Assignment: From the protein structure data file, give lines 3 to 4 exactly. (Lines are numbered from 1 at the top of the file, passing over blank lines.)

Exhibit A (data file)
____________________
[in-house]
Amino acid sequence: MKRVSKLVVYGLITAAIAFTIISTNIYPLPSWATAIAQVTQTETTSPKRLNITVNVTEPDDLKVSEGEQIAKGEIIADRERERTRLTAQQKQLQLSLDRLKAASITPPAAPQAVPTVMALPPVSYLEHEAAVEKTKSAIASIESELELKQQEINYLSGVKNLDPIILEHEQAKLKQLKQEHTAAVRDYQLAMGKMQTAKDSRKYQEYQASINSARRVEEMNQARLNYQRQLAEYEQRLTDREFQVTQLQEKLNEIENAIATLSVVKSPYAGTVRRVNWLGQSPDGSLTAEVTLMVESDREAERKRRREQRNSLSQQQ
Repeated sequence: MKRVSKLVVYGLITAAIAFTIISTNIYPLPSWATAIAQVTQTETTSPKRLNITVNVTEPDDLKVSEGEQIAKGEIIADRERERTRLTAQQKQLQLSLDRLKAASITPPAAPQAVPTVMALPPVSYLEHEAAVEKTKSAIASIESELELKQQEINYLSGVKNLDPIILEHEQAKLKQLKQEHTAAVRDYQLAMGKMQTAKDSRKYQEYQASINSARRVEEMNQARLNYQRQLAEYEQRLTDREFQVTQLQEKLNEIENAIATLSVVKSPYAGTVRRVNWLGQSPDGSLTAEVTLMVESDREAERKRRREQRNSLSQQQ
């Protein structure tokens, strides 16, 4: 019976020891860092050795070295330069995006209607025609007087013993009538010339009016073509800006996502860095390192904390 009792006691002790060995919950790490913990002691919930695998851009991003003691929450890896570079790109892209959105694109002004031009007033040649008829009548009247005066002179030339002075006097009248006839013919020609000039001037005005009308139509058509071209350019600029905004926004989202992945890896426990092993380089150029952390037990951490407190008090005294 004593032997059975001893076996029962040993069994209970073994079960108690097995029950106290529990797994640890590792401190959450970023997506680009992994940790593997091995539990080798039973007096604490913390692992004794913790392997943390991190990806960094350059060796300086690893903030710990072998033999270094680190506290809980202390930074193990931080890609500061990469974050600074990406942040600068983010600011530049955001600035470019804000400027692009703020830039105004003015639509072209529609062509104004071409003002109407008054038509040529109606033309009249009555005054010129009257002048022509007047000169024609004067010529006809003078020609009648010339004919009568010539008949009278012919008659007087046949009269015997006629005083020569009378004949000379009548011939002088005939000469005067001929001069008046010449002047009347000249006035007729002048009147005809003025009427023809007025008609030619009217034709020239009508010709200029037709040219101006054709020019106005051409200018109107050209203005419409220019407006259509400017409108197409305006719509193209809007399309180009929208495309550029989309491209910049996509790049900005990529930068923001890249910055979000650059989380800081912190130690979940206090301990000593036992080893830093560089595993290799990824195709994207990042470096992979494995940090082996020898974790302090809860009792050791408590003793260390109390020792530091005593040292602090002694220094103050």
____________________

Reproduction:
Repeated sequence: MKRVSKLVVYGLITAAIAFTIISTNIYPLPSWATAIAQVTQTETTSPKRLNITVNVTEPDDLKVSEGEQIAKGEIIADRERERTRLTAQQKQLQLSLDRLKAASITPPAAPQAVPTVMALPPVSYLEHEAAVEKTKSAIASIESELELKQQEINYLSGVKNLDPIILEHEQAKLKQLKQEHTAAVRDYQLAMGKMQTAKDSRKYQEYQASINSARRVEEMNQARLNYQRQLAEYEQRLTDREFQVTQLQEKLNEIENAIATLSVVKSPYAGTVRRVNWLGQSPDGSLTAEVTLMVESDREAERKRRREQRNSLSQQQ
């Protein structure tokens, strides 16, 4: 019976020891860092050795070295330069995006209607025609007087013993009538010339009016073509800006996502860095390192904390 009792006691002790060995919950790490913990002691919930695998851009991003003691929450890896570079790109892209959105694109002004031009007033040649008829009548009247005066002179030339002075006097009248006839013919020609000039001037005005009308139509058509071209350019600029905004926004989202992945890896426990092993380089150029952390037990951490407190008090005294 004593032997059975001893076996029962040993069994209970073994079960108690097995029950106290529990797994640890590792401190959450970023997506680009992994940790593997091995539990080798039973007096604490913390692992004794913790392997943390991190990806960094350059060796300086690893903030710990072998033999270094680190506290809980202390930074193990931080890609500061990469974050600074990406942040600068983010600011530049955001600035470019804000400027692009703020830039105004003015639509072209529609062509104004071409003002109407008054038509040529109606033309009249009555005054010129009257002048022509007047000169024609004067010529006809003078020609009648010339004919009568010539008949009278012919008659007087046949009269015997006629005083020569009378004949000379009548011939002088005939000469005067001929001069008046010449002047009347000249006035007729002048009147005809003025009427023809007025008609030619009217034709020239009508010709200029037709040219101006054709020019106005051409200018109107050209203005419409220019407006259509400017409108197409305006719509193209809007399309180009929208495309550029989309491209910049996509790049900005990529930068923001890249910055979000650059989380800081912190130690979940206090301990000593036992080893830093560089595993290799990824195709994207990042470096992979494995940090082996020898974790302090809860009792050791408590003793260390109390020792530091005593040292602090002694220094103050």